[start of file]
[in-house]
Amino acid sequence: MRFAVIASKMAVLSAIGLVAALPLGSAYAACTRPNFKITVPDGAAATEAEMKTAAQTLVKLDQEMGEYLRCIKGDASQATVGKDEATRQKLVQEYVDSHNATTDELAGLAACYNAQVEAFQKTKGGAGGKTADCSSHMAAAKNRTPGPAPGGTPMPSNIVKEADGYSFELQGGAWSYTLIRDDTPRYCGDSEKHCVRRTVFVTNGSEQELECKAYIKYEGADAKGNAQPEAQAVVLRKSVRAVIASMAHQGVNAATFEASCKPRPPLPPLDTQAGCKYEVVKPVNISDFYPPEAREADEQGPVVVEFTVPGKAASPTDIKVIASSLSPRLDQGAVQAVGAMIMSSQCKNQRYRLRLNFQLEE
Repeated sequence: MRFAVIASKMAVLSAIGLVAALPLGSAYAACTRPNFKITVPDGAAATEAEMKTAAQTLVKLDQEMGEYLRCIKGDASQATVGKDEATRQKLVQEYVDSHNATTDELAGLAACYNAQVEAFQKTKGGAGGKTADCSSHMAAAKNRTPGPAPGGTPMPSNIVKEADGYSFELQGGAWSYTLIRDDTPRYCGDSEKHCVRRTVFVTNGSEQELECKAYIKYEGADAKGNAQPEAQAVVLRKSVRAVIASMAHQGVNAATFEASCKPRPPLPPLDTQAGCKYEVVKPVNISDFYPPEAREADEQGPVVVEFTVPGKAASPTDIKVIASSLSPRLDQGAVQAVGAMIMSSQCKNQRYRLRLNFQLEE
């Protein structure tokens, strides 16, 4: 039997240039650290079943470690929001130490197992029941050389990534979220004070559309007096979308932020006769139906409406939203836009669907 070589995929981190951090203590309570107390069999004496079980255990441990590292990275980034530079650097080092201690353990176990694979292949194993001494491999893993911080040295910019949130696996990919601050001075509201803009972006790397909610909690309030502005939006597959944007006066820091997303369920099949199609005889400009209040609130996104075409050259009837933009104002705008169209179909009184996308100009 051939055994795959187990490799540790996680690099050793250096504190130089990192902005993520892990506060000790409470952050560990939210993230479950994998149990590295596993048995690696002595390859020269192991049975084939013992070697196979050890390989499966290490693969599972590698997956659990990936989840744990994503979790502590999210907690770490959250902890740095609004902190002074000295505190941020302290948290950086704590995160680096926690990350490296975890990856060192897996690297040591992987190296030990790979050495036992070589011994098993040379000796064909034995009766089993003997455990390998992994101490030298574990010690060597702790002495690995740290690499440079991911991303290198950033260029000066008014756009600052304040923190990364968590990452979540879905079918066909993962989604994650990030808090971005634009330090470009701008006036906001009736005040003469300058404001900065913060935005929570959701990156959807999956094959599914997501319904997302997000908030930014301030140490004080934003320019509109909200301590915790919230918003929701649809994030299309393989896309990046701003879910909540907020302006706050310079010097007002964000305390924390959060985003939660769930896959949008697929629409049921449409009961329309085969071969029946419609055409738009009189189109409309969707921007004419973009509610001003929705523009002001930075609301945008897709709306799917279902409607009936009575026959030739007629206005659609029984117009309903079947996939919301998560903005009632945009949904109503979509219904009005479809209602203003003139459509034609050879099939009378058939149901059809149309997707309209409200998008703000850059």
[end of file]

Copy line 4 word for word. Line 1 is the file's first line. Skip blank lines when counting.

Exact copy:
């Protein structure tokens, strides 16, 4: 039997240039650290079943470690929001130490197992029941050389990534979220004070559309007096979308932020006769139906409406939203836009669907 070589995929981190951090203590309570107390069999004496079980255990441990590292990275980034530079650097080092201690353990176990694979292949194993001494491999893993911080040295910019949130696996990919601050001075509201803009972006790397909610909690309030502005939006597959944007006066820091997303369920099949199609005889400009209040609130996104075409050259009837933009104002705008169209179909009184996308100009 051939055994795959187990490799540790996680690099050793250096504190130089990192902005993520892990506060000790409470952050560990939210993230479950994998149990590295596993048995690696002595390859020269192991049975084939013992070697196979050890390989499966290490693969599972590698997956659990990936989840744990994503979790502590999210907690770490959250902890740095609004902190002074000295505190941020302290948290950086704590995160680096926690990350490296975890990856060192897996690297040591992987190296030990790979050495036992070589011994098993040379000796064909034995009766089993003997455990390998992994101490030298574990010690060597702790002495690995740290690499440079991911991303290198950033260029000066008014756009600052304040923190990364968590990452979540879905079918066909993962989604994650990030808090971005634009330090470009701008006036906001009736005040003469300058404001900065913060935005929570959701990156959807999956094959599914997501319904997302997000908030930014301030140490004080934003320019509109909200301590915790919230918003929701649809994030299309393989896309990046701003879910909540907020302006706050310079010097007002964000305390924390959060985003939660769930896959949008697929629409049921449409009961329309085969071969029946419609055409738009009189189109409309969707921007004419973009509610001003929705523009002001930075609301945008897709709306799917279902409607009936009575026959030739007629206005659609029984117009309903079947996939919301998560903005009632945009949904109503979509219904009005479809209602203003003139459509034609050879099939009378058939149901059809149309997707309209409200998008703000850059």